Local highlights

  • Kensington High Street has large branches of most high-street stores, as well as Waitrose and London’s largest Whole Foods Market. For more niche boutiques and stores, head to Kensington Church Street.
  • Although it remains home to numerous members of the royal family, parts of Kensington Palace are open to the public with regular exhibitions and tours. The baroque grandeur of The Orangery next to the palace, offers some of the most stunning surroundings in London to enjoy a leisurely lunch or English afternoon tea.

Green spaces

Beautifully laid out, Kensington Gardens is one of London’s Royal Parks and offers 265 acres of parkland. Highlights include the Albert Memorial, the Serpentine Galleries and the Diana Memorial Playground. To the west of Kensington is Holland Park, another quality green space with a Japanese garden and café.

Changing times

Mixed-use developments have been increasing in recent years. Residential properties formed part of the redevelopment of the Commonwealth Institute site into the Design Museum. Behind the art deco frontage of the Odeon building at the western end of Kensington High Street, plans are afoot for a multi-screen cinema alongside new flats and townhouses. Lancer Square, on the corner of Kensington High Street and Kensington Church Street, is a large residential development of luxury apartments and penthouses.

Transport

Rail: Mainline rail stations are within easy reach via the Piccadilly, Circle and District lines. Kensington (Olympia) provides a link with the London Overground network.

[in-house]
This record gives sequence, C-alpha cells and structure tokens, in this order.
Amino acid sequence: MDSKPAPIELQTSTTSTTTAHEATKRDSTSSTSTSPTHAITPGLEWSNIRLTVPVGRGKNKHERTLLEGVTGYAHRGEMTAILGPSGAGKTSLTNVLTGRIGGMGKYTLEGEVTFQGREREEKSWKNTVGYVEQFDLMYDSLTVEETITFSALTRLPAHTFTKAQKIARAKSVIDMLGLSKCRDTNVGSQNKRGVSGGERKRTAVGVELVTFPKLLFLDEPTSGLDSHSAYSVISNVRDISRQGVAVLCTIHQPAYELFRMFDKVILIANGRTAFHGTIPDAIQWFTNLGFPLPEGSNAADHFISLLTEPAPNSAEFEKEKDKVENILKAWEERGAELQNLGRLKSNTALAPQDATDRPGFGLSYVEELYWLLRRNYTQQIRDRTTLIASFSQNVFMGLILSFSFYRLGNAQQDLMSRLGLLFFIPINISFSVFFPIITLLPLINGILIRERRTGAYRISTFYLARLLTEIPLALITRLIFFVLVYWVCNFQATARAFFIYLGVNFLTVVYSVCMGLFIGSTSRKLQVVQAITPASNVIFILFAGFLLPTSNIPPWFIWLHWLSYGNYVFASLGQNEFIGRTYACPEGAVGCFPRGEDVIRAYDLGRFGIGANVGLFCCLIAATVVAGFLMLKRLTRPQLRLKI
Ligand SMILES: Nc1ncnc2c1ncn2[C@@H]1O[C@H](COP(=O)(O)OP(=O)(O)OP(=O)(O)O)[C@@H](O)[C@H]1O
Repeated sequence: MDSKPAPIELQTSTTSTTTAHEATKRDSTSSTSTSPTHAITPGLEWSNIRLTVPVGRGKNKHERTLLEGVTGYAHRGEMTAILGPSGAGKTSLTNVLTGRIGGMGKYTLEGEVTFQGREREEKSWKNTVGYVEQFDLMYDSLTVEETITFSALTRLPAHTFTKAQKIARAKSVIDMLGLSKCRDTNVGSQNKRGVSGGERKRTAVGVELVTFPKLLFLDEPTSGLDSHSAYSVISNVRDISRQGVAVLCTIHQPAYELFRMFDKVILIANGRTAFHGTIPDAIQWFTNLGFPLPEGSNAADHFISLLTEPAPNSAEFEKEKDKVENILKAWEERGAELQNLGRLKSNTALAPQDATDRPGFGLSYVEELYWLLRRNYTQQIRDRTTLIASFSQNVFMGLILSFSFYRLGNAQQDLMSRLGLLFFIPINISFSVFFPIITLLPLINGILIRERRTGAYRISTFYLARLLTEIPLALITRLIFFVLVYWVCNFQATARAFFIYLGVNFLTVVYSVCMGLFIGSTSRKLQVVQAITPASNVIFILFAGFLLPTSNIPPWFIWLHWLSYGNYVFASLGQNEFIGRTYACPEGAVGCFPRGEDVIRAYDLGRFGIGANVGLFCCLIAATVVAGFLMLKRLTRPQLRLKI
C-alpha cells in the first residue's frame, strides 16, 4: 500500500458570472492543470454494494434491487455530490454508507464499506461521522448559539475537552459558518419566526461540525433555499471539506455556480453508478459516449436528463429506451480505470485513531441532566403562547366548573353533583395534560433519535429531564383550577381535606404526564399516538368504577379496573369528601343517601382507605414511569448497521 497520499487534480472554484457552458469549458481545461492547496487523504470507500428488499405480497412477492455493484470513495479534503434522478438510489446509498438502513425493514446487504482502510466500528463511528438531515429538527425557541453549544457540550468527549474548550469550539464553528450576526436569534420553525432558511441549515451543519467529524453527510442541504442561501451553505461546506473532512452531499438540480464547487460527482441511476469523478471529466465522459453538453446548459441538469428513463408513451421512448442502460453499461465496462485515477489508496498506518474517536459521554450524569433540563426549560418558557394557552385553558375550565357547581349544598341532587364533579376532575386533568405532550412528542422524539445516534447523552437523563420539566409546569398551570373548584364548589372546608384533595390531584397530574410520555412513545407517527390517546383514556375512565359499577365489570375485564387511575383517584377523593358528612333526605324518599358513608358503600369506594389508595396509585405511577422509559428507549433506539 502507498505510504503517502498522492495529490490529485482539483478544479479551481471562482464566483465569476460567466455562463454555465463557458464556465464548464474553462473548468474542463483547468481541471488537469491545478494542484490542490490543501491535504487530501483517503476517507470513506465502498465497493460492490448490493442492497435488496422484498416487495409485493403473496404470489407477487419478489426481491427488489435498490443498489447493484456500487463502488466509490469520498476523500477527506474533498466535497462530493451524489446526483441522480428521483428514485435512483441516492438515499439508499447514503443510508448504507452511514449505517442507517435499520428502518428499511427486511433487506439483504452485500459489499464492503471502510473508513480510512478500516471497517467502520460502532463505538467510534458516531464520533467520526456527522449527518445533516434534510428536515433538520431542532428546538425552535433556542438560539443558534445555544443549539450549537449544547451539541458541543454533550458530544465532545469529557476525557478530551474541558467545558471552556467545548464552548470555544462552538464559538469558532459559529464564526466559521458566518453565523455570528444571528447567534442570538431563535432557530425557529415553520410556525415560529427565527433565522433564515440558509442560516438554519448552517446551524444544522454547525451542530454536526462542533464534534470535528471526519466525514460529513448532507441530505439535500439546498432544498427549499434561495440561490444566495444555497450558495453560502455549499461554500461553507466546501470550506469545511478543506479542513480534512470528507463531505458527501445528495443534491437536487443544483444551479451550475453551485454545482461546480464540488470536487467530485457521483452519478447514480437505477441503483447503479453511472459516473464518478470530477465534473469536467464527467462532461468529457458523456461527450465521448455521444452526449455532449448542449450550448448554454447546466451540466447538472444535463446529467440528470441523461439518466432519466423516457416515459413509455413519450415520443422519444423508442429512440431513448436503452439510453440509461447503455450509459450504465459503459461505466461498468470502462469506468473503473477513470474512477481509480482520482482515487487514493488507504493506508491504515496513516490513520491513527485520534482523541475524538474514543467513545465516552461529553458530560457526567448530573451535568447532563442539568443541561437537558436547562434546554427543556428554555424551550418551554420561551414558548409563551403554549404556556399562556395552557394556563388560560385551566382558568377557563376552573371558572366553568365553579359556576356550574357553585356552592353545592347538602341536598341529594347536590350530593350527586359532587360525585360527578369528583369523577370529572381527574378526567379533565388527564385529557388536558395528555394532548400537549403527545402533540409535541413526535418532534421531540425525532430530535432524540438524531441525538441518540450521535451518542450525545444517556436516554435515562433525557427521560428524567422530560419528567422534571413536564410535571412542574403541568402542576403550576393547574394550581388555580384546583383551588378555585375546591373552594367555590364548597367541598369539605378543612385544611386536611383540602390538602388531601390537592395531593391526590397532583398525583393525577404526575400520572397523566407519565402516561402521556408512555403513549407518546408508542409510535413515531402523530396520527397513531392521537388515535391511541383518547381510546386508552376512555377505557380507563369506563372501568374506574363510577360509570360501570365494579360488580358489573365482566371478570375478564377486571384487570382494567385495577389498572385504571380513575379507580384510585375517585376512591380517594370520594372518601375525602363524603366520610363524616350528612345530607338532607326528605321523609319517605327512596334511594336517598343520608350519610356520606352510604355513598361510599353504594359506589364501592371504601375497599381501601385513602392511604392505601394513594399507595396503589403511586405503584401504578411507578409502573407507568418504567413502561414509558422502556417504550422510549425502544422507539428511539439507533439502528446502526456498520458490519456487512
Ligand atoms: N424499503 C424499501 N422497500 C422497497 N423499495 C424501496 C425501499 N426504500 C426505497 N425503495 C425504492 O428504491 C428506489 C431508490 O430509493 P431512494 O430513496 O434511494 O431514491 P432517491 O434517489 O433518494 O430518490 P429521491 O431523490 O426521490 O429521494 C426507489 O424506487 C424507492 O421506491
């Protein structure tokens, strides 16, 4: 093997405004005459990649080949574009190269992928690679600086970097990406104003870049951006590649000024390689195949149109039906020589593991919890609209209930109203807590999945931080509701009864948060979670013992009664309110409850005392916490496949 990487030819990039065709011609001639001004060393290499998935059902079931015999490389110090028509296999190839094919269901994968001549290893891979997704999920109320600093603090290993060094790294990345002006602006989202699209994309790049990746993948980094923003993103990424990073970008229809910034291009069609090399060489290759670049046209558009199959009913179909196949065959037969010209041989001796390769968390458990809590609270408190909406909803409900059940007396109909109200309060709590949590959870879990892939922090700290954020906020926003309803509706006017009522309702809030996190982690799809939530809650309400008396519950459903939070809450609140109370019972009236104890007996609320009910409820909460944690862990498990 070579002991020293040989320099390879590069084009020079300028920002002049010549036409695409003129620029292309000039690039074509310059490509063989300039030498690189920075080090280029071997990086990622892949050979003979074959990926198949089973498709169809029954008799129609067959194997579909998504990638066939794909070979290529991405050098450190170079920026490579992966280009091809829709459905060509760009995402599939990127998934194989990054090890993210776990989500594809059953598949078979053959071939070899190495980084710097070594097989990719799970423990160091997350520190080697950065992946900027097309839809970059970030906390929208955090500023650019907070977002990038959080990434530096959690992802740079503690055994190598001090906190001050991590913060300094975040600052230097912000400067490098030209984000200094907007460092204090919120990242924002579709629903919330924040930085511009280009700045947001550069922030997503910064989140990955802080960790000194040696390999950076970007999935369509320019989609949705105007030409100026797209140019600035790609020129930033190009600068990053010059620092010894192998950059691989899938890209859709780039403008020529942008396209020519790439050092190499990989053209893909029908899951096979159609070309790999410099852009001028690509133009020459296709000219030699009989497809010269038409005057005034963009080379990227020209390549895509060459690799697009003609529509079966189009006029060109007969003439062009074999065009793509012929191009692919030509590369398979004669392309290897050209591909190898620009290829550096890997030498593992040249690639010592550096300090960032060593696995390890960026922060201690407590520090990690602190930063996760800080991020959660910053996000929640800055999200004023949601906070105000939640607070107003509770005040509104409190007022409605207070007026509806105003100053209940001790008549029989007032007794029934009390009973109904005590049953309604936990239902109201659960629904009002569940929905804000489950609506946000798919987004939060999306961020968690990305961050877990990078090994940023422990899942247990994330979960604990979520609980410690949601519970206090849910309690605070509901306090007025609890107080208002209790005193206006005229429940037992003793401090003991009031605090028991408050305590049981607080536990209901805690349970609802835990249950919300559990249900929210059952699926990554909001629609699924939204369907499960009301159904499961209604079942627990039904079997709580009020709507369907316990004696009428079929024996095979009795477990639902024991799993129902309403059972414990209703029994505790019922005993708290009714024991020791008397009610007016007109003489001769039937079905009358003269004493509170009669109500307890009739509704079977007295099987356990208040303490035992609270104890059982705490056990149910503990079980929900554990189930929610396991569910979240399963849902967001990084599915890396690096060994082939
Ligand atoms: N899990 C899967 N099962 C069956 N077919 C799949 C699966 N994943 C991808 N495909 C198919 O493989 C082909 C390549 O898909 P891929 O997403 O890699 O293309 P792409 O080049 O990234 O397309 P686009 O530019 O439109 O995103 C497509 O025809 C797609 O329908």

Tube: High Street Kensington, Gloucester Road and South Kensington are all on the Circle and District lines. The Piccadilly line also links South Kensington and Gloucester Road to the West End in around 10 minutes, and in the other direction, to Chiswick, Ealing, Hounslow and Heathrow Airport. In addition, Kensington (Olympia) in Zone 2 serves the western part of Kensington.

Bus: Many buses pass through the area, allowing easy connections to the West End, mainline railway stations and destinations in west and south London. The number 9 goes to Trafalgar Square, and the 10 to Oxford Street and King’s Cross. The number 27 connects with major intersections Paddington, Marylebone and Baker Street.

Road: The A4 Cromwell Road provides a link to the West End to the east and to Hounslow and Heathrow Airport to the west. To the south is Fulham Road, which connects South Kensington with Fulham and the south-west.

Cycle: Changes to the layout of Kensington High Street have resulted in a more pedestrian and cycle friendly environment. There are also cycle routes through the Royal Parks.

Getting away: The major railway stations are all quickly accessible by tube. The journey time to Heathrow Airport Terminals 1, 2 and 3, via South Kensington on the Piccadilly line, is about 42 minutes. A quick tube hop to Victoria gives access to the Gatwick Express.

Education

There are some good state primary schools in the area, including Fox Primary School and St Barnabas and St Philip's CofE Primary School. The independent prep school Hawkesdown House offers education to boys and girls up to the age of 11. At secondary level, Holland Park School is an academy with a strong reputation, benefitting from a modern building and facilities. Cardinal Vaughan Memorial School is a Roman Catholic day secondary school in Holland Park. Ashbourne Independent Sixth Form College offers high-quality tuition for pre-university students. South Kensington is known for its French population and has a sprinkling of French-language nurseries and schools.

Please see our education resource for more information on schools in this area.

 

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Did we miss something? If you have any local expertise to improve our area guide, then please emails us on areaguides@kfh.co.uk.